Controversial debt restructuring firm, White Oak Consultancy, has saved hundreds of public sector jobs and if it had been hired by the previous government, could have saved Barbadians a tremendous amount of pain.
During Sunday’s Barbados Labour Party’s (BLP) mass meeting in its Carlisle Car Park stomping ground, Prime Minister Mia Mottley and Attorney General Dale Marshall lashed out at critics of the administration’s economic decisions.
Prime Minister Mottley argued White Oak Consultancy has been playing a major role in preventing many more layoffs than actually occurred under the Barbados’ Economic Recovery and Transformation (BERT) programme and was critical in stabilizing the economy.
“In 1991 to 1994, we had a problem with our foreign reserves but today we have a problem with our reserves and with our debt. In 1991 to 1994, you [Erskine Sandiford-led DLP government] sent home 4000 and cut salaries by eight per cent. In 2014, when we met here, the Dems had already sent home 3000. Your Government has said no, we are not putting workers on the frontline of change in this country and we would ask the people who were making profits in the banks to bear the burden. That is what White Oak has helped us to negotiate,” said Mottley.
The PM also defended the controversial US$27 million in fees, which became a major talking point particularly following an article released last month by the London-based Financial Times newspaper. Instead, she argued Government had gotten a good bargain.
“Not only did White Oak not get paid a lot of money, but we told them they couldn’t get the money all at once and we spread it across four years and by the time we told them, to help to restructure the arrears,” said the PM, as she took aim at critics.
“What is sad, is that you are trying to titillate people with the numbers without telling people that they [White Oak] have served this country and allowed us to move forward,” she said, adding that the Government had been and would continue to be transparent in the debt restructuring process.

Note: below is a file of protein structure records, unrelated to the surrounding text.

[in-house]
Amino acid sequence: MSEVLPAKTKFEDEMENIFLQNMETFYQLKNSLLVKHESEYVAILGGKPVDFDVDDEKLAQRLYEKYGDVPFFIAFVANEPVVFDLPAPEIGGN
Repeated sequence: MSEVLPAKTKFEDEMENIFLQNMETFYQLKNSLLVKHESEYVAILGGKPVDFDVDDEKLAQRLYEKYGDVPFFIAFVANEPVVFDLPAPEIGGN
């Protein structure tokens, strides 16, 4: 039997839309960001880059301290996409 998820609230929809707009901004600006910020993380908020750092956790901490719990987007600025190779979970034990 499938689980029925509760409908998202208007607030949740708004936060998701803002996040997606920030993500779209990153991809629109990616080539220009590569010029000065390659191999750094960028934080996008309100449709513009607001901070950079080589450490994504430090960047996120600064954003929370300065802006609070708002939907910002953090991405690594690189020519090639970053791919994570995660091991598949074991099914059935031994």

“When a party wins 74 per cent, every single seat, it has a duty to act responsibly and a duty to treat to things and people differently,” she admitted.
Meanwhile, in an extended attack, Attorney General, Dale Marshall accused the previous administration of neglecting to hire the company nearly 10 years ago in 2011 when White Oak introduced itself to the then DLP administration.
According to Marshall, White Oak penned a letter indicating it had been closely monitoring Barbados’ troubling debt situation and was willing to assist with managing the worsening situation.
He said letters were also written to government in 2014 and 2017 to the then Prime Minister Freundel Stuart and Sinckler respectively, but both were ignored.
“A stitch in time saves nine. White Oak came in and assisted this Barbados Labor Party administration and saved us a billion dollars a year in interest payments. Had Chris Sinckler had the common sense or common decency to listen to White Oak in 2011, you would have buses on your roads and you would have good roads for them to drive on,” he told BLP faithful gathered at Carlisle Car Park.
“That is why we love them so [White Oak], because they’re persistent. And they’re persistent with the creditors. They were so persistent that they wrote Chris Sinckler again in 2017,” said the AG.
Marshall also defended government amid accusations of a lack of transparency in choosing White Oak consultancy in the absence of a tendering process. He argued that Barbados’s situation was so “grave” there was simply no time after Government took office last May.
“There was no time to tender because the process would have taken too long and Barbados would have been “stone dead”.
“The first discussion at our first cabinet meeting was whether we should engage this same company, White Oak, that has done seven of the largest restructurings and seven of the last 11 restructurings over the last ten years. A company with an impeccable record and we made the decision at our first cabinet meeting.White Oak is saving us a billion dollars a year and their fees are millions of dollars. But we recognize that our situation was so grave that we had to find the finest skills that money could buy, to resurrect this country,” said Marshall.
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